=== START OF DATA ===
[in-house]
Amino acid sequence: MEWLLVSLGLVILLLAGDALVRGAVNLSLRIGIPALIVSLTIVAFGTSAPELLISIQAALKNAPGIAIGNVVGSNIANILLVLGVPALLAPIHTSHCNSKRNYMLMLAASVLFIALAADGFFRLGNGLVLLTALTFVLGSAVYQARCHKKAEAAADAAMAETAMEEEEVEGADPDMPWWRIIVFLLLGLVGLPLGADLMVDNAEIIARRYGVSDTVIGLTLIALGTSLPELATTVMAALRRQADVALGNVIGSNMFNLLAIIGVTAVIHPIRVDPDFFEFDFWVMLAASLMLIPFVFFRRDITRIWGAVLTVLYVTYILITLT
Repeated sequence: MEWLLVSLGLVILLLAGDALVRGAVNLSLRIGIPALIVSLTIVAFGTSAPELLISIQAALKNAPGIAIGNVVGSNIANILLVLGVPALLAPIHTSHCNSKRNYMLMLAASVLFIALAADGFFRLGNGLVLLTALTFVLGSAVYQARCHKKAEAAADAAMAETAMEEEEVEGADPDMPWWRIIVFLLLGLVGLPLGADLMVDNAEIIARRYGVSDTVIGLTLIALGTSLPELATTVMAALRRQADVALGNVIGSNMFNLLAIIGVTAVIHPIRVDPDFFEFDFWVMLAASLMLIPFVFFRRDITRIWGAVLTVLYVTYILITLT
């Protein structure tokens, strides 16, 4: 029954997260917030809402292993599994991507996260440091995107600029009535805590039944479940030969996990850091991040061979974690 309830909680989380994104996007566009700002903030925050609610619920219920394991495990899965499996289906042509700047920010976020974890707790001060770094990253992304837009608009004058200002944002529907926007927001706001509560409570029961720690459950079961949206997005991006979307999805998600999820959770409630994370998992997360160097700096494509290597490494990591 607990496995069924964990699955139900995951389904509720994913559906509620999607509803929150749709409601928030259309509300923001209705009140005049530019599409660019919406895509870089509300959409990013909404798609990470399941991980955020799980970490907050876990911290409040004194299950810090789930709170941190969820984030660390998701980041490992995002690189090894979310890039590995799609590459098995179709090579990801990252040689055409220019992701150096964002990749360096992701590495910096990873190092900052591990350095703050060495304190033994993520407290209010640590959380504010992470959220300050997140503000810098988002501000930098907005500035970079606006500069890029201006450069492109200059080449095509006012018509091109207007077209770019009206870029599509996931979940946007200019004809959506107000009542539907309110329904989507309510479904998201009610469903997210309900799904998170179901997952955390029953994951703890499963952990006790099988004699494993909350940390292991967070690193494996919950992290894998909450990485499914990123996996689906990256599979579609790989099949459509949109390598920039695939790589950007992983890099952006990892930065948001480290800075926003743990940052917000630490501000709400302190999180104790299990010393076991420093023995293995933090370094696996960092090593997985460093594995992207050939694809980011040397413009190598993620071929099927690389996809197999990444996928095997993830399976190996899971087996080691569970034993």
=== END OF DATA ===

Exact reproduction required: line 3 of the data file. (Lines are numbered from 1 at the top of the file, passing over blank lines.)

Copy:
Repeated sequence: MEWLLVSLGLVILLLAGDALVRGAVNLSLRIGIPALIVSLTIVAFGTSAPELLISIQAALKNAPGIAIGNVVGSNIANILLVLGVPALLAPIHTSHCNSKRNYMLMLAASVLFIALAADGFFRLGNGLVLLTALTFVLGSAVYQARCHKKAEAAADAAMAETAMEEEEVEGADPDMPWWRIIVFLLLGLVGLPLGADLMVDNAEIIARRYGVSDTVIGLTLIALGTSLPELATTVMAALRRQADVALGNVIGSNMFNLLAIIGVTAVIHPIRVDPDFFEFDFWVMLAASLMLIPFVFFRRDITRIWGAVLTVLYVTYILITLT